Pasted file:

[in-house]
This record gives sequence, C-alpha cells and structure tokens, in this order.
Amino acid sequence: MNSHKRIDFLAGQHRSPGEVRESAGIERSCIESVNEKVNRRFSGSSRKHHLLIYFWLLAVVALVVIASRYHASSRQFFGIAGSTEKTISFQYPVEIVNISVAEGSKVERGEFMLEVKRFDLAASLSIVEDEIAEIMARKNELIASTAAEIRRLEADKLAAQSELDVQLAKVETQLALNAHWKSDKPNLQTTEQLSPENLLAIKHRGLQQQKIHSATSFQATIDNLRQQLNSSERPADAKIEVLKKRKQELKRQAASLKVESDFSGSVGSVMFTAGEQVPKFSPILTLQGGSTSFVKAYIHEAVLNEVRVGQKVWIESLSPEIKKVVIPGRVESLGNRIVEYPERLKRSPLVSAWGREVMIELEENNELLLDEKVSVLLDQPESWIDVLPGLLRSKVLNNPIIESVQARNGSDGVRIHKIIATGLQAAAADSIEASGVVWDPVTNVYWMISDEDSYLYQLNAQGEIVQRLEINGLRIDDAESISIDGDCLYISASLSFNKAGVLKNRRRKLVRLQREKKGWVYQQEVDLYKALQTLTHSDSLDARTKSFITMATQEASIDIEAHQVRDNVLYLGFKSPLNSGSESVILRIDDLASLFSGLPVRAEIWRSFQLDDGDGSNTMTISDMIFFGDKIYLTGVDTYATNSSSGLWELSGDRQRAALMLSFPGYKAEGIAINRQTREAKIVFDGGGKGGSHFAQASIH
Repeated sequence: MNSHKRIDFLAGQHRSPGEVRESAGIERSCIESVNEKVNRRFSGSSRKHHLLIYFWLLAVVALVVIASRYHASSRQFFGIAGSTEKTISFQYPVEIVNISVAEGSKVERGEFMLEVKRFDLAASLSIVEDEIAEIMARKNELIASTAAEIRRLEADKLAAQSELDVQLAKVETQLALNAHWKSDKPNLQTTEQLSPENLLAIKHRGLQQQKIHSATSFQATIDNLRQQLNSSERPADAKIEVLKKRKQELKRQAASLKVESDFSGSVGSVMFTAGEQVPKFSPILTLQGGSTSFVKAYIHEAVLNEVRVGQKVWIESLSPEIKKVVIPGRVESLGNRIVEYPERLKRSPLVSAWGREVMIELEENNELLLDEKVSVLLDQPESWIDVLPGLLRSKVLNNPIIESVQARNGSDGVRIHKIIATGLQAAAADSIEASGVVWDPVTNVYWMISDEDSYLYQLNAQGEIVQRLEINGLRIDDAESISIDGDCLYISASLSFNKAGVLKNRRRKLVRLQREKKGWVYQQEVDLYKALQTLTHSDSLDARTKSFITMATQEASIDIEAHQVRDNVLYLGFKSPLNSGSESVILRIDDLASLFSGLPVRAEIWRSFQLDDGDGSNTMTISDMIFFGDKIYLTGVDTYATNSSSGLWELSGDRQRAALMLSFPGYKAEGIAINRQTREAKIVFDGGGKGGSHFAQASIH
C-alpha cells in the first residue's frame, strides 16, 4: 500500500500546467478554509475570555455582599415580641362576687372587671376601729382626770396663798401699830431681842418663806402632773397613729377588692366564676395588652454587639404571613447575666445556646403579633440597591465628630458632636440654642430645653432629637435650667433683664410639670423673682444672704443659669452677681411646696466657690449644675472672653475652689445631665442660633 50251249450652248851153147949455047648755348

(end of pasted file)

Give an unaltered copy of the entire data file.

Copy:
[in-house]
This record gives sequence, C-alpha cells and structure tokens, in this order.
Amino acid sequence: MNSHKRIDFLAGQHRSPGEVRESAGIERSCIESVNEKVNRRFSGSSRKHHLLIYFWLLAVVALVVIASRYHASSRQFFGIAGSTEKTISFQYPVEIVNISVAEGSKVERGEFMLEVKRFDLAASLSIVEDEIAEIMARKNELIASTAAEIRRLEADKLAAQSELDVQLAKVETQLALNAHWKSDKPNLQTTEQLSPENLLAIKHRGLQQQKIHSATSFQATIDNLRQQLNSSERPADAKIEVLKKRKQELKRQAASLKVESDFSGSVGSVMFTAGEQVPKFSPILTLQGGSTSFVKAYIHEAVLNEVRVGQKVWIESLSPEIKKVVIPGRVESLGNRIVEYPERLKRSPLVSAWGREVMIELEENNELLLDEKVSVLLDQPESWIDVLPGLLRSKVLNNPIIESVQARNGSDGVRIHKIIATGLQAAAADSIEASGVVWDPVTNVYWMISDEDSYLYQLNAQGEIVQRLEINGLRIDDAESISIDGDCLYISASLSFNKAGVLKNRRRKLVRLQREKKGWVYQQEVDLYKALQTLTHSDSLDARTKSFITMATQEASIDIEAHQVRDNVLYLGFKSPLNSGSESVILRIDDLASLFSGLPVRAEIWRSFQLDDGDGSNTMTISDMIFFGDKIYLTGVDTYATNSSSGLWELSGDRQRAALMLSFPGYKAEGIAINRQTREAKIVFDGGGKGGSHFAQASIH
Repeated sequence: MNSHKRIDFLAGQHRSPGEVRESAGIERSCIESVNEKVNRRFSGSSRKHHLLIYFWLLAVVALVVIASRYHASSRQFFGIAGSTEKTISFQYPVEIVNISVAEGSKVERGEFMLEVKRFDLAASLSIVEDEIAEIMARKNELIASTAAEIRRLEADKLAAQSELDVQLAKVETQLALNAHWKSDKPNLQTTEQLSPENLLAIKHRGLQQQKIHSATSFQATIDNLRQQLNSSERPADAKIEVLKKRKQELKRQAASLKVESDFSGSVGSVMFTAGEQVPKFSPILTLQGGSTSFVKAYIHEAVLNEVRVGQKVWIESLSPEIKKVVIPGRVESLGNRIVEYPERLKRSPLVSAWGREVMIELEENNELLLDEKVSVLLDQPESWIDVLPGLLRSKVLNNPIIESVQARNGSDGVRIHKIIATGLQAAAADSIEASGVVWDPVTNVYWMISDEDSYLYQLNAQGEIVQRLEINGLRIDDAESISIDGDCLYISASLSFNKAGVLKNRRRKLVRLQREKKGWVYQQEVDLYKALQTLTHSDSLDARTKSFITMATQEASIDIEAHQVRDNVLYLGFKSPLNSGSESVILRIDDLASLFSGLPVRAEIWRSFQLDDGDGSNTMTISDMIFFGDKIYLTGVDTYATNSSSGLWELSGDRQRAALMLSFPGYKAEGIAINRQTREAKIVFDGGGKGGSHFAQASIH
C-alpha cells in the first residue's frame, strides 16, 4: 500500500500546467478554509475570555455582599415580641362576687372587671376601729382626770396663798401699830431681842418663806402632773397613729377588692366564676395588652454587639404571613447575666445556646403579633440597591465628630458632636440654642430645653432629637435650667433683664410639670423673682444672704443659669452677681411646696466657690449644675472672653475652689445631665442660633 50251249450652248851153147949455047648755348